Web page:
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Managerial Control of Employees Working at Home

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Listed:
  • Alan Felstead
  • Nick Jewson
  • Sally Walters

Abstract

Places of work constitute processes of management by facilitating 'visibility' (the possibility for supervisors and others to observe workers) and 'presence' (the ability for workers to participate in relations with co-workers and others). Working at home creates problems for both these aspects of managerial control. We suggest that managers seek to compensate for the relative lack of visibility and presence of home-located workers by generating a range of devices and social disciplines that together comprise loose networks of control. However, these responses are only partially successful since they are founded on contradictory assumptions and practices. Copyright Blackwell Publishing Ltd/London School of Economics 2003..

Suggested Citation

  • Alan Felstead & Nick Jewson & Sally Walters, 2003. "Managerial Control of Employees Working at Home," British Journal of Industrial Relations, London School of Economics, vol. 41(2), pages 241-264, June.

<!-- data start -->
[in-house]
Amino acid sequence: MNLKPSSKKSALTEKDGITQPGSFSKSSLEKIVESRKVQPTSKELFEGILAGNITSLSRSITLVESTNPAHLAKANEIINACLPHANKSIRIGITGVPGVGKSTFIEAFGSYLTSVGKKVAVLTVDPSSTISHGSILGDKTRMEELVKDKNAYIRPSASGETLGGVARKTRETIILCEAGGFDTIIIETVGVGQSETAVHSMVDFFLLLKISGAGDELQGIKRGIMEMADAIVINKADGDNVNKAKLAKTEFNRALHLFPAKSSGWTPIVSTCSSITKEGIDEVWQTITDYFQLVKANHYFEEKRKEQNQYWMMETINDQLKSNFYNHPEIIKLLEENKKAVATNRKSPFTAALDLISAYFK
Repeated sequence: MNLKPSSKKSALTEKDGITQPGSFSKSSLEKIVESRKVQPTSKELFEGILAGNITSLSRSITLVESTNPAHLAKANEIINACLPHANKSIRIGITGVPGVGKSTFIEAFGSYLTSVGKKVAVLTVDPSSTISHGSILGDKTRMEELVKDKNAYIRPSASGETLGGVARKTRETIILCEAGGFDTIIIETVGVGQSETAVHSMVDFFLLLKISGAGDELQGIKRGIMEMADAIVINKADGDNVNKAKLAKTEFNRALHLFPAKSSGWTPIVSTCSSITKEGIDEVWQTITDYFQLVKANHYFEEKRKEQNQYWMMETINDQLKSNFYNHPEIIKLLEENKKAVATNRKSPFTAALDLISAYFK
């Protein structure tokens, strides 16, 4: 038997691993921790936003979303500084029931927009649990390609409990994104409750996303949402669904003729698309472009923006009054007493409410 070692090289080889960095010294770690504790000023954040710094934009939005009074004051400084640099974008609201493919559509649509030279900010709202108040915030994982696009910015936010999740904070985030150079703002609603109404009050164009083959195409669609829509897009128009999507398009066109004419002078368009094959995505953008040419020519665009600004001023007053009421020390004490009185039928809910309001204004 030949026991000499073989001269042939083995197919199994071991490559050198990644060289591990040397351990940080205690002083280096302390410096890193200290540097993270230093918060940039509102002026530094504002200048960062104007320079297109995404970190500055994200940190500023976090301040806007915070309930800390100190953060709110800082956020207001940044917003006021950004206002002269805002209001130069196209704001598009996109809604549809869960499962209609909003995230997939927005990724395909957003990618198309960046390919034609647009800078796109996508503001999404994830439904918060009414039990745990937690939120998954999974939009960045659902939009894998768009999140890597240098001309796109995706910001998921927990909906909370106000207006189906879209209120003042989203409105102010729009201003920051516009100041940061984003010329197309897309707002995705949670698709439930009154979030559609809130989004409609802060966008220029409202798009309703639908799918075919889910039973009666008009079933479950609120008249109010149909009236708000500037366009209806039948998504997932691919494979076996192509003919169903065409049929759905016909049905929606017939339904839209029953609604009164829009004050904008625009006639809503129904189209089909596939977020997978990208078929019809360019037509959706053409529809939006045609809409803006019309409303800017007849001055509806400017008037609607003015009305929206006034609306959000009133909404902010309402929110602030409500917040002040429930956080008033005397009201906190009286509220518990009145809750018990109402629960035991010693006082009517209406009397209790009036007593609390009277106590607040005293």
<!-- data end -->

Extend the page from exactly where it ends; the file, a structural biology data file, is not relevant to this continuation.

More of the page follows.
• Handle: RePEc:bla:brjirl:v:41:y:2003:i:2:p:241-264
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    Cited by:

    1. Aguilera, Anne & Lethiais, Virginie & Rallet, Alain & Proulhac, Laurent, 2016. "Home-based telework in France: Characteristics, barriers and perspectives," Transportation Research Part A: Policy and Practice, Elsevier, vol. 92(C), pages 1-11.
    2. Samuel Cameron & Mark Fox, 2011. "Working from Home: Leisure Gain or Leisure Loss?," Chapters,in: Handbook on the Economics of Leisure, chapter 7 Edward Elgar Publishing.
    3. Michael Beckmann & Thomas Cornelissen, 2014. "Self-Managed Working Time and Employee Effort: Microeconometric Evidence," SOEPpapers on Multidisciplinary Panel Data Research 636, DIW Berlin, The German Socio-Economic Panel (SOEP).

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